I took several photos at the Rainier Beach Urban Farm project, at several different levels of scale, from entire greenhouses, to rows of pumpkin or squash runners apparently vying for the longest reach, and even clusters of neatly arranged seedlings in a box. And then this first swelling of a future squash or pumpkin beneath a blossom, sheltered under a large leaf, ended the search for the right photo.
It has taken well over a year for the Urban Farm project to reach this milestone, with a long way to go before it achieves its full potential. Yet all the frustration and obstacles and doubts that had challenged the dedication of project organizers, seem to melt away before the quiet, natural maturing of just this one plant.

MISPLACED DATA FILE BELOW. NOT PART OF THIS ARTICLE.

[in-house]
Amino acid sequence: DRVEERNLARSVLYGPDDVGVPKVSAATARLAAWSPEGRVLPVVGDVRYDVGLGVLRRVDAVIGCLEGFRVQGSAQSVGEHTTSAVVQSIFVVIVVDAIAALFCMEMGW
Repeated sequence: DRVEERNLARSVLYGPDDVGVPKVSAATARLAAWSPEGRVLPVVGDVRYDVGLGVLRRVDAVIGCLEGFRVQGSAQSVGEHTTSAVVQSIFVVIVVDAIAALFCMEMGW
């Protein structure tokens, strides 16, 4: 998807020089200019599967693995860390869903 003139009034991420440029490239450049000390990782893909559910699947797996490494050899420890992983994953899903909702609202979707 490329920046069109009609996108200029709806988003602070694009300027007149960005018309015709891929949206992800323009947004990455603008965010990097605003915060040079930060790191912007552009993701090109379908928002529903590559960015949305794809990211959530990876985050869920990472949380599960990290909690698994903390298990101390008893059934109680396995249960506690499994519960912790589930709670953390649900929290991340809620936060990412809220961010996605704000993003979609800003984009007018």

Isn’t this how a community supports the learning of its youth, with patience, persistence, hours of hard scrabble work to clear and prepare the way, trimming and pruning as necessary, only to allow a quiet, natural process to emerge on its own and create something entirely new.

This article is cross-posted from a Photo Voice project answering the question, “What assets does the community bring to education and learning?” See the photos and stories of the youth, as individuals and teams, on the full site, SE Seattle FreedomNet.